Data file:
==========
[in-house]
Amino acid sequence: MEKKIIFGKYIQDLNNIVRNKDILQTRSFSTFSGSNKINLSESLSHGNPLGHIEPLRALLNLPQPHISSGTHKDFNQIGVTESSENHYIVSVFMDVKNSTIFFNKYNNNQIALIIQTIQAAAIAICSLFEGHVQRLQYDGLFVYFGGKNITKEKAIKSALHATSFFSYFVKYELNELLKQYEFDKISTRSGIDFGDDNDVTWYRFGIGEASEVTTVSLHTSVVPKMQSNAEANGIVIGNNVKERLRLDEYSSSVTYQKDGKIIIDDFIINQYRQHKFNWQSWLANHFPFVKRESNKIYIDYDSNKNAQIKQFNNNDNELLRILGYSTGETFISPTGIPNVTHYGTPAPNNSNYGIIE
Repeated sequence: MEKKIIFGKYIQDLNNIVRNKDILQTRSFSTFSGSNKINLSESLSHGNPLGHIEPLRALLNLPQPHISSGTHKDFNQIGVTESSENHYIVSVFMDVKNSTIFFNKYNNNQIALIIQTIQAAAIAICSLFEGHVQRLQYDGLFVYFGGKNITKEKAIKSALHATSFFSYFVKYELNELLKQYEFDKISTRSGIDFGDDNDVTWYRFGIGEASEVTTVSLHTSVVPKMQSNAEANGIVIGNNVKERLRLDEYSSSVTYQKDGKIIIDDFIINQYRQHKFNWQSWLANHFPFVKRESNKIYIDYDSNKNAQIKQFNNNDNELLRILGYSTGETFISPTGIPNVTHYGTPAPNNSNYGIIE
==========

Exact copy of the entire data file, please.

[in-house]
Amino acid sequence: MEKKIIFGKYIQDLNNIVRNKDILQTRSFSTFSGSNKINLSESLSHGNPLGHIEPLRALLNLPQPHISSGTHKDFNQIGVTESSENHYIVSVFMDVKNSTIFFNKYNNNQIALIIQTIQAAAIAICSLFEGHVQRLQYDGLFVYFGGKNITKEKAIKSALHATSFFSYFVKYELNELLKQYEFDKISTRSGIDFGDDNDVTWYRFGIGEASEVTTVSLHTSVVPKMQSNAEANGIVIGNNVKERLRLDEYSSSVTYQKDGKIIIDDFIINQYRQHKFNWQSWLANHFPFVKRESNKIYIDYDSNKNAQIKQFNNNDNELLRILGYSTGETFISPTGIPNVTHYGTPAPNNSNYGIIE
Repeated sequence: MEKKIIFGKYIQDLNNIVRNKDILQTRSFSTFSGSNKINLSESLSHGNPLGHIEPLRALLNLPQPHISSGTHKDFNQIGVTESSENHYIVSVFMDVKNSTIFFNKYNNNQIALIIQTIQAAAIAICSLFEGHVQRLQYDGLFVYFGGKNITKEKAIKSALHATSFFSYFVKYELNELLKQYEFDKISTRSGIDFGDDNDVTWYRFGIGEASEVTTVSLHTSVVPKMQSNAEANGIVIGNNVKERLRLDEYSSSVTYQKDGKIIIDDFIINQYRQHKFNWQSWLANHFPFVKRESNKIYIDYDSNKNAQIKQFNNNDNELLRILGYSTGETFISPTGIPNVTHYGTPAPNNSNYGIIE